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I wonder if someone could help with a grammar debate a couple of ESL teacher friends and I are having. This is a multiple choice question from an IELTS test.

He ________ gone to work yesterday. John was there all day and nobody saw him.

  1. mustn't have
  2. wasn't have
  3. can't have

Source: PDF file p2, Q34

The correct answer to the blank according to the test was "can't have" gone. One American ESL teacher disagrees, saying that answer is incorrect, and should read "couldn't have" gone (which wasn't a possible answer).

I have two questions.

  • Which of these two modal phrases (not sure if that's the correct grammar term) is proper;

  • I believe the second sentence is saying that "nobody saw John" and doesn't refer at all to the subject of the first sentence, where my friend believes the second sentence means "nobody saw the subject of the first sentence, and John didn't see the subject of the first sentence either", on the basis that the first sentence gives context to the second. Which is the correct reading?

Also, my friend teaching ESL thinks that "can't have gone" is technically correct, as any given phrase should have only one past tense element, excluding passive voice, which uses V3 (past participle) in every tense. He also thinks that "couldn't have gone" is a valid answer because of it being in common use, and was not included as an option in order to avoid confusion.

  • 1
    What makes you think there's only one answer? – Hot Licks Mar 17 '18 at 21:28
  • @HotLicks That was the IELTs instructions. I'm fine with there being more than one answer. – calligraphic-io Mar 17 '18 at 21:33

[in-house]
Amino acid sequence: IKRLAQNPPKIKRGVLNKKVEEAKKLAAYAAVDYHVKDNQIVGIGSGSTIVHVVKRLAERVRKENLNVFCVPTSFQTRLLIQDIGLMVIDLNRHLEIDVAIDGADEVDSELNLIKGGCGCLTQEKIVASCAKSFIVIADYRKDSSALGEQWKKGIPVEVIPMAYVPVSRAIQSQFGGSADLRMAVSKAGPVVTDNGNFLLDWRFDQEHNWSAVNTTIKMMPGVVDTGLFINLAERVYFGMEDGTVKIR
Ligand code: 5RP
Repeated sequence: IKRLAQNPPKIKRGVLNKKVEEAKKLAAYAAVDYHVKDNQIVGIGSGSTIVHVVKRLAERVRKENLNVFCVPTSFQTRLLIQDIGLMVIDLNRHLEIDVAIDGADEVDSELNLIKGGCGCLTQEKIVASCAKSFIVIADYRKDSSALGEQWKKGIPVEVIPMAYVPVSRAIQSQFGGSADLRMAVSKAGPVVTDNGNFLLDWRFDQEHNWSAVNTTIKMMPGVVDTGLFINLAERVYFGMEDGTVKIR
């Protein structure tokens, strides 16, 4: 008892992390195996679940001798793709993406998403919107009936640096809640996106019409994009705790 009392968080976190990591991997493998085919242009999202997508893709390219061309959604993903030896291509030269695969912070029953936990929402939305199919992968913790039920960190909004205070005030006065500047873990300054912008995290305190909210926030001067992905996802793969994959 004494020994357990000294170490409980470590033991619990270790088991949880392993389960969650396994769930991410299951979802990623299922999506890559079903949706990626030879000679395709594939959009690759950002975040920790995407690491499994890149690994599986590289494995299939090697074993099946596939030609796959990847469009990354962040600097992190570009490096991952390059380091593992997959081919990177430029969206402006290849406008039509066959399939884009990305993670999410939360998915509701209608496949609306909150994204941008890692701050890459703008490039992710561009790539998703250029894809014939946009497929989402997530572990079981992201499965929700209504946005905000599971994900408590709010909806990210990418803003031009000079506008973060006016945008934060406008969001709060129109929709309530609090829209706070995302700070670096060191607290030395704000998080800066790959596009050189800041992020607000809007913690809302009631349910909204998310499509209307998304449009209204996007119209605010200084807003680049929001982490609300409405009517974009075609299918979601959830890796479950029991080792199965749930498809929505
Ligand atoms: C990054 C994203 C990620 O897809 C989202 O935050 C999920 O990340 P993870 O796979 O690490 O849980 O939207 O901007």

• @personallearner I guess I've not understood the exact difference between "can" and "could". I can use both to express a future action: "I can go to the store after work", "I could go to the store after work". With "can", it seems to me to be expressing simple ability, i.e. I have the time / transportation / etc. to go to the store. The variant with "could" seems to me to express a "hedging", like "it's possible, I don't really want to". But neither are in the past, as your comment suggests? If I want to use "could", I need to use a perfect form I think: "I could have gone to the store"? – calligraphic-io Mar 17 '18 at 21:36
  • The choice between the two would be something of a judgment call, and depend on the details of the impediment. "Can't" would be more apt to be used if, say, the speaker actually saw the individual somewhere else. "Couldn't" would probably be preferred if the speaker knew that the individual was scheduled to be somewhere else. (But none of this really fits with the following sentence. Are we talking about John or someone else?) – Hot Licks Mar 17 '18 at 21:47
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    If it was a multiple-choice test then presumably there were options given. What were they? (Please edit those into the question) – Andrew Leach Mar 17 '18 at 22:04
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The "he" in the first sentence must refer to a different person, let's call him "Bob", presumably "Bob" and John work in the same office. Yesterday John went to work but Bob didn't. John didn't see Bob "him" (him) and neither did anyone else at work. Ergo...